I supposed that could best describe how Schnipper’s Quality Kitchen fits into the burger narrative of New York City. One bite, Hell, one glance at their burger will have you thinking Shake Shack faster than a line can form at the Madison Square Park location with David Chang thrown into the mix. The building blocks of burger cookery at Schnipper’s and Shake Shack are certainly similar enough to call the two restaurants rivals. Though I believe much thought went into the creation of the burger at Schnipper’s; namely the epic food road trip that brothers Andrew and Jonathan Schnipper embarked upon prior to conception and opening, it’s not hard for many to simply call Schnipper’s a Shake Shack clone. Unlike that lingering issue with the chicken and the egg, there is no debate on who came first. Shake Shack captured the hearts of burger lovers in New York City back in 2004 and no one has looked back since. But in a city as big as New York, there has always been room for a little competition. By the way, Shake Shack ain’t hurting for business, cue those infamous lines of people waiting up to an hour, locations opening up nationwide and the company going freaking public. And really what’s wrong with making a clone of something awesome? I suppose the aversion we have to clones comes down to all those sci fi movies coming out of Hollywood where clones, especially of ourselves, turn out to be really evil and cause wanton destruction and mayhem. And since real life seldom serves up a Will Smith or Bruce Willis to handle these evil clones, we remain generally weary of them. Well I say don’t think of Schnipper’s as a clone. Think of it a necessary intervention by the powers that be to make awesome burgers more accessible, like how the New Deal provided jobs for an out of work populace. Only this time instead of jobs it’s quality burgers for John Q Public who are on the clock with an hour to spare. Whatever you call it, you will be paying $7 for a near perfect cheeseburger. Cloning might be an evil thing in Hollywood, but when it comes to cloning an iconic cheeseburger style at Bang for your Burger Buck – clone on.There are a number elements that make Schnipper’s such a damn successful burger, but none are more important than a uniformly well browned exterior that comes from a masterful charring at the griddle. This is a staple of the flat stack burger experience, one that the burger world has actually gotten better at over time. It’s not an easy feat to master. Some flat stacks fail because their patties are too small, and would dry out by the time they reached that gorgeous hue(I’m looking at you In-N-Out). In comparison, Steak N Shake does a slightly better job thanks to larger patties. But Shake Shack took the game to a whole new level with nailing the perfect size(not too thick, not too thin) and upping the overall quality of the beef. The result is a burger that benefits from the texture and subsequent Maillard flavors from deep browning, yet the burger emits plenty of savory juices from first bite till last. This is the only burger style at Bang for your Burger Buck where a cooked through patty is a welcomed sight to see. Now here comes Schnipper’s, taking a page from Shake Shack’s winning playbook. They chose to griddle a burger of a similar enough size and quality type yielding the same successful result: a solid burger patty foundation for a flat stack burger lover’s version of a perfect cheeseburger experience. Seldom does flattery look this delicious:Recently David Chang went off on a bit of a burger rant where he lambasted lettuce and tomato. I wholly welcome burgers, and sandwiches for that matter, that recreate a ubiquitous burger/sandwich experience without these oft overused toppings. But when it comes to putting together a classic burger experience, you would be a fool to dismiss the power of the all mighty roughage. Familiarity carries weight, and perhaps I am simply tipping my cap to my childhood burger memories, but memory is a powerful thing when it comes to comfort food. At Schnipper’s, the Holy burger cold topping trinity of lettuce, tomato and pickle is alive and well and the quality is up to the same standards of the beef. Many a Bang for your Burger Buck have delivered standard to subpar lettuce, or a mealy tomato that was made passable thanks to a heavy dousing of burger sauce a la Thousand island. No need to dunk the greens in pink stuff at Schnipper’s. This lettuce is good enough to stand tall in salad form. And considering they have salads on the menu, that’s big talk that can be backed up. Not that I would know, as I skipped the salad at Schnipper’s, and for obvious reasons: I had my hands full with a near perfect cheeseburger. The more I revisit the pics the more I am confounded by the magical act that was Schnipper’s melting the cheese underneath the burger. Perhaps enough heat was carried from the griddle with a well timed scoop and layering of the burger patty to ensure a good melt on the lower decks of this burger ship. But you know what? Screw logic and the sea vessel analogy. No matter the reason, this burger had the ooey gooey going. Then there are those griddled onions, which truth be told I almost forgot about until I revisited the cross section pics where the little minced white jewels revealed themselves. Much like onion in meatloaf, these white morsels combine with beef to create a hearty savoriness. It beefs up the beef when faced with a sea of salt and cream coming from the double layer of cheese. Depending on my mood, I will choose a slab of raw onion but for the onion averse or for those who enjoy subtlety, griddled onion on burgers is a God send and always a cheap option. Lest we forget that the onion is the poor man’s truffle, the Old Fashioned at Schnipper’s surely will serve as a good reminder. The pickle was nothing to sneeze at either, thick and sweet, the kind that comes from an expensive jar at Whole Foods. The sauce was applied with restraint, a technique to ensure that the all the flavors of the burger come out. These toppings are familiar territory of course but they were measured and layered with precision and were of quality. Many burgers have gotten away with less at this price point, so tip your cap. While I love a shack that gets generous with the beef, or a chef driven burger that is surprising you with a high end concept at a below market cost, the Schnipper’s/Shake Shack style burger delivers a perfect storm of burger experience: nostalgic elements triggering memories from the burgers of your youth, mixed with a 50/50 split of quality and quantity that appeals to your grown up appetite of today, and priced in the Bang for your Burger Buck range. Simple, classic and worth the calories. For the In-N-Out, Steak N Shake and yes even Shake Shack fans, this burger is certainly for you. And special shout out to In-N-Out nation, this burger delivers all the elements you love plus this: A satisfying single patty juicy burger experience. You won’t need fries. They offer up a double but that’s just silly talk. Just spend the $7 and let Schnipper’s Old Fashioned take care of your nostalgic cheeseburger fix. And come hungry because that price includes a short wait. This is where Schnipper’s succeeds Shake Shack – it’s a more convenient experience. Clone’s seldom get the glory that their orginal’s get. And maybe that’s a good thing. I’ll take a shorter line to a non cloned burger any day.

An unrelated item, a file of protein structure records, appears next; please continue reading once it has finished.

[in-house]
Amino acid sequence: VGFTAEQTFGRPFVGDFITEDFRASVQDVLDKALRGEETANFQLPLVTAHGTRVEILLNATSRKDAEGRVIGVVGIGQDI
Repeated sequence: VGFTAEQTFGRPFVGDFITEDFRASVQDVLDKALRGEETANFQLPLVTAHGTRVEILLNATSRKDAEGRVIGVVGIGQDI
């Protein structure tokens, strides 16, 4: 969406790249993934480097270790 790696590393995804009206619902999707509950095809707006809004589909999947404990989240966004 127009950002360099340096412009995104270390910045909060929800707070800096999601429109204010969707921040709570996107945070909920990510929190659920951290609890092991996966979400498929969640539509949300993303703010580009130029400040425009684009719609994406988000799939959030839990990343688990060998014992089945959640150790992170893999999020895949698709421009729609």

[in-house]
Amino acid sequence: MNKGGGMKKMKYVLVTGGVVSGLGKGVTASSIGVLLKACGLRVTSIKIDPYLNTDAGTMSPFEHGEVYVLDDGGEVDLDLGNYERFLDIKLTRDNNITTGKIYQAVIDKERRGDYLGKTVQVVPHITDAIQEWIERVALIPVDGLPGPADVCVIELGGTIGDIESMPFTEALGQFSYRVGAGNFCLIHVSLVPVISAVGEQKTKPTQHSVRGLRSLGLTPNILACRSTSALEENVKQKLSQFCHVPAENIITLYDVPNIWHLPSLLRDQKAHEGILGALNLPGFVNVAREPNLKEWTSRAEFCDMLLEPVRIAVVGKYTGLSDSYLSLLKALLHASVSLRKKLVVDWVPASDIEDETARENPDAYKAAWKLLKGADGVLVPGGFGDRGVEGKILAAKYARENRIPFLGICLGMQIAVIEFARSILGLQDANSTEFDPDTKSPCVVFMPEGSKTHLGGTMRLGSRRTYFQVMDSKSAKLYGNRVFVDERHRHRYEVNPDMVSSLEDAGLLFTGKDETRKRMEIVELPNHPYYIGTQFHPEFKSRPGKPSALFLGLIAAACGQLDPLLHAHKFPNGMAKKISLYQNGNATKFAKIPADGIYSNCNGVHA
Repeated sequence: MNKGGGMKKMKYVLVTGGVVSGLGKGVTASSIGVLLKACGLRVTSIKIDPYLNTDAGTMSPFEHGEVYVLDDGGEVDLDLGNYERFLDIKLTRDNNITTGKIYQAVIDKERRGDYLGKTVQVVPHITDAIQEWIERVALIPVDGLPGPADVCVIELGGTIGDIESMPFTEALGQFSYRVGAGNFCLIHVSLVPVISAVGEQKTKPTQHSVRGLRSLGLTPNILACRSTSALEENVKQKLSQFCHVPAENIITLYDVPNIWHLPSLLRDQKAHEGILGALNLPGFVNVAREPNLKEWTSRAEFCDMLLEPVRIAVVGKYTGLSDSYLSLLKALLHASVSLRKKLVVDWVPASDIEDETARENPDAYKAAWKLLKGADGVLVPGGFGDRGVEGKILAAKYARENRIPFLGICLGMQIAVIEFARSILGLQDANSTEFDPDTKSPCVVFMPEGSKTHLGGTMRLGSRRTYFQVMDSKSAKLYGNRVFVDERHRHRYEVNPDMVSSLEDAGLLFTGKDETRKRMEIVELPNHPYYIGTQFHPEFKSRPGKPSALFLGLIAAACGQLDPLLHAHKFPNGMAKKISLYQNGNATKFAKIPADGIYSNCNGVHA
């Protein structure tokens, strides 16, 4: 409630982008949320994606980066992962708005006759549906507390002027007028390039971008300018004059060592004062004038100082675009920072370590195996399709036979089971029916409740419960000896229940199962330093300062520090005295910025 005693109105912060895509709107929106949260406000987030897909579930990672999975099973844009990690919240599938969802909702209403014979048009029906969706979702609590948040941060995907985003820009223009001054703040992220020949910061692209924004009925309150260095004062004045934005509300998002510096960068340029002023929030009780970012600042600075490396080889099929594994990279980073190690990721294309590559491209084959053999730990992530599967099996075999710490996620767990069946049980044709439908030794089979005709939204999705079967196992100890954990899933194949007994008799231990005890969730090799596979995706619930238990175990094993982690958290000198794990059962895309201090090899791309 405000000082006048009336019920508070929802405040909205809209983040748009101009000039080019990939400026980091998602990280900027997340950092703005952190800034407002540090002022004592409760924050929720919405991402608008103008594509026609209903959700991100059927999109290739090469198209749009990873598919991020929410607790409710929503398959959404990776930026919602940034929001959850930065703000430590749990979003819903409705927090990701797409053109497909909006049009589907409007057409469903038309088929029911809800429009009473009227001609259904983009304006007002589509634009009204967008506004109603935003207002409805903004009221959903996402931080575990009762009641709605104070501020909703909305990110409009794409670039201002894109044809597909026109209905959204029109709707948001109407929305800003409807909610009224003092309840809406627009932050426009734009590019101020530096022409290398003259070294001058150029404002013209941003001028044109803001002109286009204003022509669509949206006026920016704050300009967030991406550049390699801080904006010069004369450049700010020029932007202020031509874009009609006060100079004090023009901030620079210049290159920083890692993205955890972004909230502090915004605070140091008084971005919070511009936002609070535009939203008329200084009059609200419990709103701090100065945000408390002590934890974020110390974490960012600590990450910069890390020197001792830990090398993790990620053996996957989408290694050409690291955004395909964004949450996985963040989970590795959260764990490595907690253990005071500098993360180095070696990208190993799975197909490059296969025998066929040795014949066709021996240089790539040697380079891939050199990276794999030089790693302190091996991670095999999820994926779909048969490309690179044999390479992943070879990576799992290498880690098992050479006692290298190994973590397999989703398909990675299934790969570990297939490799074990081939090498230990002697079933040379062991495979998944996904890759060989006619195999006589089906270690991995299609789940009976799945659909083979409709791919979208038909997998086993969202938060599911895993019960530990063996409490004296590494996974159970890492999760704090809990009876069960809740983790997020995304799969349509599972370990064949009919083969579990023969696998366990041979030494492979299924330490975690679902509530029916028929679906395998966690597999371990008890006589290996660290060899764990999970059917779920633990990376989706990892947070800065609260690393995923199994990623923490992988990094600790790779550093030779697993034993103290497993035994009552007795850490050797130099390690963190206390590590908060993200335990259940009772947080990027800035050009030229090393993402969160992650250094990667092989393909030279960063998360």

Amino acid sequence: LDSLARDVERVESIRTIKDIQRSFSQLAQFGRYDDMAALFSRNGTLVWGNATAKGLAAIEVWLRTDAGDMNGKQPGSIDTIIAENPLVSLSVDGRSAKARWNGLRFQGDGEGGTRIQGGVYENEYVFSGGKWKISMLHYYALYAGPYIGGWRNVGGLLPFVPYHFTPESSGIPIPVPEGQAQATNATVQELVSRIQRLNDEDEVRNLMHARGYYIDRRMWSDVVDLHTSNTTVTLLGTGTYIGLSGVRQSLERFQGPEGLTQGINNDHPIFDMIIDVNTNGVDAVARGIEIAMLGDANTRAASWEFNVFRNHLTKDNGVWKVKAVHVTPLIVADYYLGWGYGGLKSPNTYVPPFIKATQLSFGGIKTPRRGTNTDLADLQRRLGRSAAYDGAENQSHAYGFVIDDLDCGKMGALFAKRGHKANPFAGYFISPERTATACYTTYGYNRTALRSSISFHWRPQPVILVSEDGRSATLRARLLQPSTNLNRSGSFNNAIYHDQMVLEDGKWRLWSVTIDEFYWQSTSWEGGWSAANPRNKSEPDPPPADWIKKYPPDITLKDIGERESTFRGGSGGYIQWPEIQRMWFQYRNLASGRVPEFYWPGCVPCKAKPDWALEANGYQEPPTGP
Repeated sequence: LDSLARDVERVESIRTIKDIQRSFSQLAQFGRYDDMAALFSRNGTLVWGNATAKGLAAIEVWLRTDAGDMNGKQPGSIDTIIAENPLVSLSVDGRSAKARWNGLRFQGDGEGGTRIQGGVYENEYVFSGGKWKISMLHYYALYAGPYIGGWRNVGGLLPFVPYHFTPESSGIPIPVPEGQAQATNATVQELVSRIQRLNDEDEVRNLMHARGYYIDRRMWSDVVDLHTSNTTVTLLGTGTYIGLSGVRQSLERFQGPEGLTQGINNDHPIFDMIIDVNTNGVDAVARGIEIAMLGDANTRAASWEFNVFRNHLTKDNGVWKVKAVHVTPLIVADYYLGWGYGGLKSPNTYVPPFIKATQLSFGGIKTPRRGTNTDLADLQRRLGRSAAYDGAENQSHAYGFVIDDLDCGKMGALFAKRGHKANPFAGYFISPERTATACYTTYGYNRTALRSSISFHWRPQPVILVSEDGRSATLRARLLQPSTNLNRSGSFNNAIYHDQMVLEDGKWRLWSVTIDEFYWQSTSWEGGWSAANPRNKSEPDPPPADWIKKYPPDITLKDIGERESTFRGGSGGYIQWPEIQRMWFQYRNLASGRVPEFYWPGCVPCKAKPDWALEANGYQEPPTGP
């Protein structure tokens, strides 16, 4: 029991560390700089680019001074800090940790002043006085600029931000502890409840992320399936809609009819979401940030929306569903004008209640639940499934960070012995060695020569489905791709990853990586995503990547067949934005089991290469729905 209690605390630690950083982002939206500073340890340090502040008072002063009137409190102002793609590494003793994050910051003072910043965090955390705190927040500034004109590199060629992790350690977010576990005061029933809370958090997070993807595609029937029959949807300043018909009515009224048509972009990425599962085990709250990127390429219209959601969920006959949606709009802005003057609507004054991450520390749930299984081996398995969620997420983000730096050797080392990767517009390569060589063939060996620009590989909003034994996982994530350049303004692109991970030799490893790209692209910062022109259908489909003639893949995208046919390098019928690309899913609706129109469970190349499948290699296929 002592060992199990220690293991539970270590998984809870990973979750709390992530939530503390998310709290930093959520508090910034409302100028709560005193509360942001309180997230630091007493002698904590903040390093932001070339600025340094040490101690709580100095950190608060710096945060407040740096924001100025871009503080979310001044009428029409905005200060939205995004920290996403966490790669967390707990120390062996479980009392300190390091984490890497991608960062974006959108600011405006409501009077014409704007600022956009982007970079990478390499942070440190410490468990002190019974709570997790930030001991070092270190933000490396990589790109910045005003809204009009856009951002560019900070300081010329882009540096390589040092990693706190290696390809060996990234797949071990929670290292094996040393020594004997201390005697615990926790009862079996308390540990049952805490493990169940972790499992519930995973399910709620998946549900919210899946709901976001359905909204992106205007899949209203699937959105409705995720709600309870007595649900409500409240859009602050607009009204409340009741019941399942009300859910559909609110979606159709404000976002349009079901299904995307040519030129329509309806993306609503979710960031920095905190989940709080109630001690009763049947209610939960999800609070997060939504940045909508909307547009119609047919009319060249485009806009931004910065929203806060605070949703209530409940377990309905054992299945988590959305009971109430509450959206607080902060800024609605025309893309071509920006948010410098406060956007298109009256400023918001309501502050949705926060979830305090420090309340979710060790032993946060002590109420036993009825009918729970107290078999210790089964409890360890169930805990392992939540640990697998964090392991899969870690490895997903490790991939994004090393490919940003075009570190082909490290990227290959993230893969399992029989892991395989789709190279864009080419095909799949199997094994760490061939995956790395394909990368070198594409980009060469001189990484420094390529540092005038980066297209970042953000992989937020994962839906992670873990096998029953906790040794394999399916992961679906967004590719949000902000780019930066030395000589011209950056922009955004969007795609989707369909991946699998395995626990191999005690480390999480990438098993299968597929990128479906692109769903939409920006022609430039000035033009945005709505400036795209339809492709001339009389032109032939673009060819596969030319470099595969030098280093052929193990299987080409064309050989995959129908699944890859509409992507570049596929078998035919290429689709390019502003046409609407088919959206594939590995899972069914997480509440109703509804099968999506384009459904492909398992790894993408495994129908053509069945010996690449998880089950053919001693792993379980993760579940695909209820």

Just as long as that clone isn’t trying to blow up the world or something. But I’ll leave that for Hollywood to address next summer.
Schnipper’s Quality Kitchen
570 Lexington ave (at 51st)
New York, NY 10022